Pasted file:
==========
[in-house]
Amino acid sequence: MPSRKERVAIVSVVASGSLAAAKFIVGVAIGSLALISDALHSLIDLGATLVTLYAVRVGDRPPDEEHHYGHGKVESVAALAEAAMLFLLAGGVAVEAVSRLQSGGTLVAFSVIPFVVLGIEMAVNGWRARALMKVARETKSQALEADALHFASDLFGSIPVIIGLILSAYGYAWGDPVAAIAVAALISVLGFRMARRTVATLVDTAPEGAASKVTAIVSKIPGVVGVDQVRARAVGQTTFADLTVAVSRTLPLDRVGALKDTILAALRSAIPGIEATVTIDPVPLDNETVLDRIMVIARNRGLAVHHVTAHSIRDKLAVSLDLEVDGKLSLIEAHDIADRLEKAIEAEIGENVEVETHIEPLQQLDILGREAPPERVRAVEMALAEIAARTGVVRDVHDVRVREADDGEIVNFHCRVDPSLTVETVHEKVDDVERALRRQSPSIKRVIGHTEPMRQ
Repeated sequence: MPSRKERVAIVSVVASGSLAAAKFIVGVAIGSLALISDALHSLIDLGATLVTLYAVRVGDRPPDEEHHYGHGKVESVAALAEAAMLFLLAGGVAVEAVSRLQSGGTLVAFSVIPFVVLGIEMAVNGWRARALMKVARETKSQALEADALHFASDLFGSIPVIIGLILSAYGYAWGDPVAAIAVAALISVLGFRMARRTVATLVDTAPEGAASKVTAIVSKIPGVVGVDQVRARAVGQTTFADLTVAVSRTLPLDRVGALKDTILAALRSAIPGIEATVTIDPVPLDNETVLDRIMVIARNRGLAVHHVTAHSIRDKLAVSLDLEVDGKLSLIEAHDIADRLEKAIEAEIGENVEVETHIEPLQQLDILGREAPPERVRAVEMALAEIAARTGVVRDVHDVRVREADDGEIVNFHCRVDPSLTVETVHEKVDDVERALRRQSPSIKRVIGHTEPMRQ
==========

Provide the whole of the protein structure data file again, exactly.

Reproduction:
[in-house]
Amino acid sequence: MPSRKERVAIVSVVASGSLAAAKFIVGVAIGSLALISDALHSLIDLGATLVTLYAVRVGDRPPDEEHHYGHGKVESVAALAEAAMLFLLAGGVAVEAVSRLQSGGTLVAFSVIPFVVLGIEMAVNGWRARALMKVARETKSQALEADALHFASDLFGSIPVIIGLILSAYGYAWGDPVAAIAVAALISVLGFRMARRTVATLVDTAPEGAASKVTAIVSKIPGVVGVDQVRARAVGQTTFADLTVAVSRTLPLDRVGALKDTILAALRSAIPGIEATVTIDPVPLDNETVLDRIMVIARNRGLAVHHVTAHSIRDKLAVSLDLEVDGKLSLIEAHDIADRLEKAIEAEIGENVEVETHIEPLQQLDILGREAPPERVRAVEMALAEIAARTGVVRDVHDVRVREADDGEIVNFHCRVDPSLTVETVHEKVDDVERALRRQSPSIKRVIGHTEPMRQ
Repeated sequence: MPSRKERVAIVSVVASGSLAAAKFIVGVAIGSLALISDALHSLIDLGATLVTLYAVRVGDRPPDEEHHYGHGKVESVAALAEAAMLFLLAGGVAVEAVSRLQSGGTLVAFSVIPFVVLGIEMAVNGWRARALMKVARETKSQALEADALHFASDLFGSIPVIIGLILSAYGYAWGDPVAAIAVAALISVLGFRMARRTVATLVDTAPEGAASKVTAIVSKIPGVVGVDQVRARAVGQTTFADLTVAVSRTLPLDRVGALKDTILAALRSAIPGIEATVTIDPVPLDNETVLDRIMVIARNRGLAVHHVTAHSIRDKLAVSLDLEVDGKLSLIEAHDIADRLEKAIEAEIGENVEVETHIEPLQQLDILGREAPPERVRAVEMALAEIAARTGVVRDVHDVRVREADDGEIVNFHCRVDPSLTVETVHEKVDDVERALRRQSPSIKRVIGHTEPMRQ